RC Regular Stu loves his old Italian tiddlers. When he recently discovered an old book, A Million Miles Of Racing, part of ‘The Racing Year’ series, one story in particular grabbed his attention…
The book outlines the Ulster grand prix in 1950, and in particular the ultra-lightweight 125cc race which was the first time the little Italian bikes had competed. The Italian 125s would prove to be very different to the small-capacity motorcycles normally seen on track. For the 125 round, all eleven entries were Italian: five Mondials, four Morinis and a couple of MVs.
However, that impressive line-up owed a lot to an error in translation. On the day, two of the Mondials and all the Morinis failed to materialise. It was reported that the telegraphic entry from Mondial had listed two of the riders with their christian names, with the entries then repeated under their surnames – because on the Continent the surname is normally given first. Mondial only intended to submit three riders, apparently…
Enjoy more RealClassic reading in the monthly magazine.
Click here to subscribe & save.
The 125 race was recorded as ‘interesting’ rather than particularly exciting. The mechanical perfection of these miniature marvels, seen for the first time on any circuit in Britain, was a thing to behold and admired. The air-cooled dohc singles output around 15bhp at 11,500rpm, running 9.7:1 compression. Weighing less than 85kg, this gave the 125s a top speed of over 90mph.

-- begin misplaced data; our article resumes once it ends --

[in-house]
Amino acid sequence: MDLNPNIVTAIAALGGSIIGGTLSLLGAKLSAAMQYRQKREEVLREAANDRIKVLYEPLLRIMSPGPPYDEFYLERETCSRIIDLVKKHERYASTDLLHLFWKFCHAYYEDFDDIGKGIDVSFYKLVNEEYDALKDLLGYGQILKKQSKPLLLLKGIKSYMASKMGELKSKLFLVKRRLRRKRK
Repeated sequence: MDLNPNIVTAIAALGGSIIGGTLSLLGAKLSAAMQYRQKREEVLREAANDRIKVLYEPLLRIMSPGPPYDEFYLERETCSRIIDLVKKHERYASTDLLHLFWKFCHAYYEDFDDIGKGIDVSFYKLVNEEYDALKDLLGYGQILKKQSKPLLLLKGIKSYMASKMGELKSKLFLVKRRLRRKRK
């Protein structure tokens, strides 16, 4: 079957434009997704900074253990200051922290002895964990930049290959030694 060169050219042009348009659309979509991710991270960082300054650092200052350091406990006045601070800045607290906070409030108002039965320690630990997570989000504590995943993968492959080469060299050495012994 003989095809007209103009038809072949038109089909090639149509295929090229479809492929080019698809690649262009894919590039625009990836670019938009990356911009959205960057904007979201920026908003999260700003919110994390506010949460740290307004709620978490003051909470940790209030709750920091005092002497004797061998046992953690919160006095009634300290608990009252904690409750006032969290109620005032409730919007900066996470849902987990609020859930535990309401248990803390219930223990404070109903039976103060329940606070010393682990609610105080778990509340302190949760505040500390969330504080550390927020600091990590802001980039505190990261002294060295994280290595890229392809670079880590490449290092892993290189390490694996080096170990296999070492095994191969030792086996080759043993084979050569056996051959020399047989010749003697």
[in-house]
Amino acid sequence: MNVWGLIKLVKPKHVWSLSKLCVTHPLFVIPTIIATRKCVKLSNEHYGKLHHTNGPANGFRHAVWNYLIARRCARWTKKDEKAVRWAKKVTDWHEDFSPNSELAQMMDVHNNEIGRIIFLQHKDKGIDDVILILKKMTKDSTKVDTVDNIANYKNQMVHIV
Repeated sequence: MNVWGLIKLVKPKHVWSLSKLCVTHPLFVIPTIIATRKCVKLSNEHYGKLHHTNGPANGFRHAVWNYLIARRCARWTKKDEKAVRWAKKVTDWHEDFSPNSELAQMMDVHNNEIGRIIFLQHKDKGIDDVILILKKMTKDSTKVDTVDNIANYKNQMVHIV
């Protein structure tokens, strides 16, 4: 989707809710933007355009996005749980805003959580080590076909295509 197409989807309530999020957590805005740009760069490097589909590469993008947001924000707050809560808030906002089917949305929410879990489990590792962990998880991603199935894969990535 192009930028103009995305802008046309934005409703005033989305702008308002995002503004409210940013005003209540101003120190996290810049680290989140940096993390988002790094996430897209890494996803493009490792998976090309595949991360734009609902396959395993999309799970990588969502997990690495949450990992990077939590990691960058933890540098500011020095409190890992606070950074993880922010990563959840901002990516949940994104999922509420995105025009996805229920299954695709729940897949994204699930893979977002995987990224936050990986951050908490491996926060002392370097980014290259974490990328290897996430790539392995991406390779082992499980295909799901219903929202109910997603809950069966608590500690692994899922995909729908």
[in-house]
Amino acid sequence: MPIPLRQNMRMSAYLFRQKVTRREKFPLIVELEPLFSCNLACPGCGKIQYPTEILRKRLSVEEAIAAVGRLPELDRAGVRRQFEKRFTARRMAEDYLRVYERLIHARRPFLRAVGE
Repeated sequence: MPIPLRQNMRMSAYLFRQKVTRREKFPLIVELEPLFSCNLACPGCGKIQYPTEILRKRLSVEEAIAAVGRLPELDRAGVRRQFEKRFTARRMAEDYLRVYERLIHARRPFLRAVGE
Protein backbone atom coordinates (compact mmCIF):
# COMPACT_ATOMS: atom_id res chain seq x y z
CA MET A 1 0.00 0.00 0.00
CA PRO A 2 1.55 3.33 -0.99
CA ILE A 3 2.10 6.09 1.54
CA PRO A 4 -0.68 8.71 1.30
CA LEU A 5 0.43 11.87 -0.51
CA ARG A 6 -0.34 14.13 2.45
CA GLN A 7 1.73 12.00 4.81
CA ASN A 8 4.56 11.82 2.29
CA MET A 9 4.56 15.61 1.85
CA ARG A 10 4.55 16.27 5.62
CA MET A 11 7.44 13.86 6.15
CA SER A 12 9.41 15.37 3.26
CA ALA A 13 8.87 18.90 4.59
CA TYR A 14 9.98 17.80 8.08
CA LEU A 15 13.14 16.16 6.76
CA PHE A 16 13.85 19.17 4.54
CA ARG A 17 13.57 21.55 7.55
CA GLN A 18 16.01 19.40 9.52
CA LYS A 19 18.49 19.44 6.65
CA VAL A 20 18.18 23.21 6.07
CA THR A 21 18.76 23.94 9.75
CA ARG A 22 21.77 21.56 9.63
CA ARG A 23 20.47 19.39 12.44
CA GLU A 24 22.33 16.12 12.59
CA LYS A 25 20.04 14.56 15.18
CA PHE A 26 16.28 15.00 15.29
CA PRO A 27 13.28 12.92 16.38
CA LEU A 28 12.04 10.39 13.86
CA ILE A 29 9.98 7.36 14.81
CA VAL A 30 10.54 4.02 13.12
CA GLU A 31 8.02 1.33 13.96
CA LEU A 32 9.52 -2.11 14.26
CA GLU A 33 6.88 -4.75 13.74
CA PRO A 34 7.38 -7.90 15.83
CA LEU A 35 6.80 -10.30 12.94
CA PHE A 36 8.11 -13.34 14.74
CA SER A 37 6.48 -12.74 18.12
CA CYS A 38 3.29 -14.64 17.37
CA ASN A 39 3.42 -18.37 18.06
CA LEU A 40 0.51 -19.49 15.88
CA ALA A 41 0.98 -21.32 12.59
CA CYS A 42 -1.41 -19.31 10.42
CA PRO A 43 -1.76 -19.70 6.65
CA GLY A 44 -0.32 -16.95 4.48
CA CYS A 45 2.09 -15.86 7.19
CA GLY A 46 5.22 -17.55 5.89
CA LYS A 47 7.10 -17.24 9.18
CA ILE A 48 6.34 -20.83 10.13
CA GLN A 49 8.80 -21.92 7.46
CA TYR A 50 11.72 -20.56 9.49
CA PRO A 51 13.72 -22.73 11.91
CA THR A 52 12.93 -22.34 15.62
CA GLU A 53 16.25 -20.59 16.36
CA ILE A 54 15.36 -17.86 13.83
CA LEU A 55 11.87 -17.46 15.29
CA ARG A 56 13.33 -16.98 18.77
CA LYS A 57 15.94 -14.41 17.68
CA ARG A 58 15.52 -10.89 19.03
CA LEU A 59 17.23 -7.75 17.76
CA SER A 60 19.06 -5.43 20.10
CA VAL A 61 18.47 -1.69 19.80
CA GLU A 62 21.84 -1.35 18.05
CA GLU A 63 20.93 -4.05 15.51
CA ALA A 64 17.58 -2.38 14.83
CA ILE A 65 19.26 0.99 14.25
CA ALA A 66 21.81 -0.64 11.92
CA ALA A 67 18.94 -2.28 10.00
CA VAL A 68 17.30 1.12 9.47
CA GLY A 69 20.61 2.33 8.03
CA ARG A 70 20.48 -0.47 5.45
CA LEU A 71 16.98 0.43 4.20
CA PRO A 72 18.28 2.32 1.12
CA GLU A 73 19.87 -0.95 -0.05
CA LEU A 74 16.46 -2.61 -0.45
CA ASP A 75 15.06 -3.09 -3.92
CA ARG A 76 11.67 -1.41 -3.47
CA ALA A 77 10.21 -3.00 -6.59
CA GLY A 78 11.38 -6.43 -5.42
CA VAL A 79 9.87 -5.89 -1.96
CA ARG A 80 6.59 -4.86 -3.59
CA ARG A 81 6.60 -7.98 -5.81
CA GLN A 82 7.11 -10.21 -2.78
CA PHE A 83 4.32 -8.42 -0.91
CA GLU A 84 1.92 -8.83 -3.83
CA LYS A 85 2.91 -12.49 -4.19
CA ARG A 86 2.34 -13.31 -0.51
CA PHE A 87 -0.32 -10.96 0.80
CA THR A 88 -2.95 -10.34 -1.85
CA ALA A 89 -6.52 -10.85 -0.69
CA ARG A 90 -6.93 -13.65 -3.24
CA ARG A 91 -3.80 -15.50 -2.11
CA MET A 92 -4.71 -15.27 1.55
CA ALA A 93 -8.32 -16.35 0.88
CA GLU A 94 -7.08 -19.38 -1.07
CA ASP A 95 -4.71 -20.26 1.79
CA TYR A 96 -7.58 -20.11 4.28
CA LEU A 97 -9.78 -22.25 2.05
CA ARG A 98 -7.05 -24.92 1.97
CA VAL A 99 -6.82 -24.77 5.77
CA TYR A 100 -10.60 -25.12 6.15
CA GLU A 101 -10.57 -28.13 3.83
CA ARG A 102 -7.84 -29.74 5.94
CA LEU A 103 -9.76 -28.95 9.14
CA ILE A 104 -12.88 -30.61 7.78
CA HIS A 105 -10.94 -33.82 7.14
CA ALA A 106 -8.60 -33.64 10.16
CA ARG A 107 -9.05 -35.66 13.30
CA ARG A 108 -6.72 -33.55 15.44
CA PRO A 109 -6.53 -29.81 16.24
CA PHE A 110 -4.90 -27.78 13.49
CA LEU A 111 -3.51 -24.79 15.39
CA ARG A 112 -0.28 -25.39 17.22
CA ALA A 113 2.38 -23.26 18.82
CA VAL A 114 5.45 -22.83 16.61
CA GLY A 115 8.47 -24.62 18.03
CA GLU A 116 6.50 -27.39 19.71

Ruffo aboard a Mondial 125 in 1950
Typically, British spectators were accustomed to the post-war 125 class at short circuit meetings, where a race would be won at an average of 40-45mph. They were more than a little surprised when Bruno Ruffo did a lap in practice at 76.19mph!
In the race itself this increased to 78.92mph. Indeed , the two Mondial riders who finished the race were both faster than the fourth-placed rider in the 250cc race!
With a noise like that of a trio of angry mosquitos, the three Mondials left the line together. Just over 12 minutes later they had completed the 16½ miles and came buzzing furiously past ahead of several 250cc machines, their riders flat on the tanks and their legs stretched out on footrests near the top of the rear mudguards. Ruffo, the leader from Ubbiali by a few yards , was reported to have clocked 84.3mph over a flying kilometre.
Carlo Ubbiali, starting the works Mondial 125 at the 1951 IoM ultra-lightweight TT
At the end of the 1950 Ulster GP, the results were:
First: Ubbiali. 2h 7m 53s. Average 77.46mph
Second: Ruffo. 2h 8m 58s. Average 76.81mph
Record lap: Ubbiali, 12mins 33s / 78.92mph
Pretty quick for 125cc machines in 1950!
Words by Stu Thomson
Images from Mortons Archive / RC RChive